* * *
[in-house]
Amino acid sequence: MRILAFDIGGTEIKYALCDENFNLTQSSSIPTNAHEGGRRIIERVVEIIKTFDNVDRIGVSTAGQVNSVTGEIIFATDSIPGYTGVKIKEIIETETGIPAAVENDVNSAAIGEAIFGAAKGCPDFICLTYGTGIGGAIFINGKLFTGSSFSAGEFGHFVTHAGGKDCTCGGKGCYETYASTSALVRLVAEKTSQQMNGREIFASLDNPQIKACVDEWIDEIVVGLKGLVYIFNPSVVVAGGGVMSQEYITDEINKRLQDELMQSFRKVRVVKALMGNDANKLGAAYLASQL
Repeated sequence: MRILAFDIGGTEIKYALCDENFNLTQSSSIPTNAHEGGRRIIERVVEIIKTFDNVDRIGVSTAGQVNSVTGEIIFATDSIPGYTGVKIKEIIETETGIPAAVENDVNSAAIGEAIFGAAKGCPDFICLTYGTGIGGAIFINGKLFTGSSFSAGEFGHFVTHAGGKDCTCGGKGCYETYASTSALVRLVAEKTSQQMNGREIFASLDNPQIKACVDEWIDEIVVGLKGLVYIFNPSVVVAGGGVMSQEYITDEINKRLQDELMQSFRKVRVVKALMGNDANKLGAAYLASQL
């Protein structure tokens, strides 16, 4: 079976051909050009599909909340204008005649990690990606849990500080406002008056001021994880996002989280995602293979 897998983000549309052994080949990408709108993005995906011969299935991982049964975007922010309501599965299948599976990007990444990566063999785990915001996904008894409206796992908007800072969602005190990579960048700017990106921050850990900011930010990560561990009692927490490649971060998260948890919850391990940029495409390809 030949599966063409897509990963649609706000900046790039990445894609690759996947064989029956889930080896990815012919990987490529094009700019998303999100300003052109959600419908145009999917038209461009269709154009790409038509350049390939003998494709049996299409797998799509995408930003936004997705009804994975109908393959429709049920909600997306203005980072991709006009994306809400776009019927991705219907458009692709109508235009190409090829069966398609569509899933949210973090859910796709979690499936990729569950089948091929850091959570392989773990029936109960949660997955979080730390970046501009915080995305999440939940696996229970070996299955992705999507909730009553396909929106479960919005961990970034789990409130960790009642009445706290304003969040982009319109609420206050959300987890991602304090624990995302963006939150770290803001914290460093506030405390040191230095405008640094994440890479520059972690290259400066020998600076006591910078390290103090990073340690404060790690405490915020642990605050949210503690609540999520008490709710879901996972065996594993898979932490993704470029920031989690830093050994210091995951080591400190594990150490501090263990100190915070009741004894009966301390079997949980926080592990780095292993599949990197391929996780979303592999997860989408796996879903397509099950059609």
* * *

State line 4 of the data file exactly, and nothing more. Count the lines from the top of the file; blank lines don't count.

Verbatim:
């Protein structure tokens, strides 16, 4: 079976051909050009599909909340204008005649990690990606849990500080406002008056001021994880996002989280995602293979 897998983000549309052994080949990408709108993005995906011969299935991982049964975007922010309501599965299948599976990007990444990566063999785990915001996904008894409206796992908007800072969602005190990579960048700017990106921050850990900011930010990560561990009692927490490649971060998260948890919850391990940029495409390809 030949599966063409897509990963649609706000900046790039990445894609690759996947064989029956889930080896990815012919990987490529094009700019998303999100300003052109959600419908145009999917038209461009269709154009790409038509350049390939003998494709049996299409797998799509995408930003936004997705009804994975109908393959429709049920909600997306203005980072991709006009994306809400776009019927991705219907458009692709109508235009190409090829069966398609569509899933949210973090859910796709979690499936990729569950089948091929850091959570392989773990029936109960949660997955979080730390970046501009915080995305999440939940696996229970070996299955992705999507909730009553396909929106479960919005961990970034789990409130960790009642009445706290304003969040982009319109609420206050959300987890991602304090624990995302963006939150770290803001914290460093506030405390040191230095405008640094994440890479520059972690290259400066020998600076006591910078390290103090990073340690404060790690405490915020642990605050949210503690609540999520008490709710879901996972065996594993898979932490993704470029920031989690830093050994210091995951080591400190594990150490501090263990100190915070009741004894009966301390079997949980926080592990780095292993599949990197391929996780979303592999997860989408796996879903397509099950059609």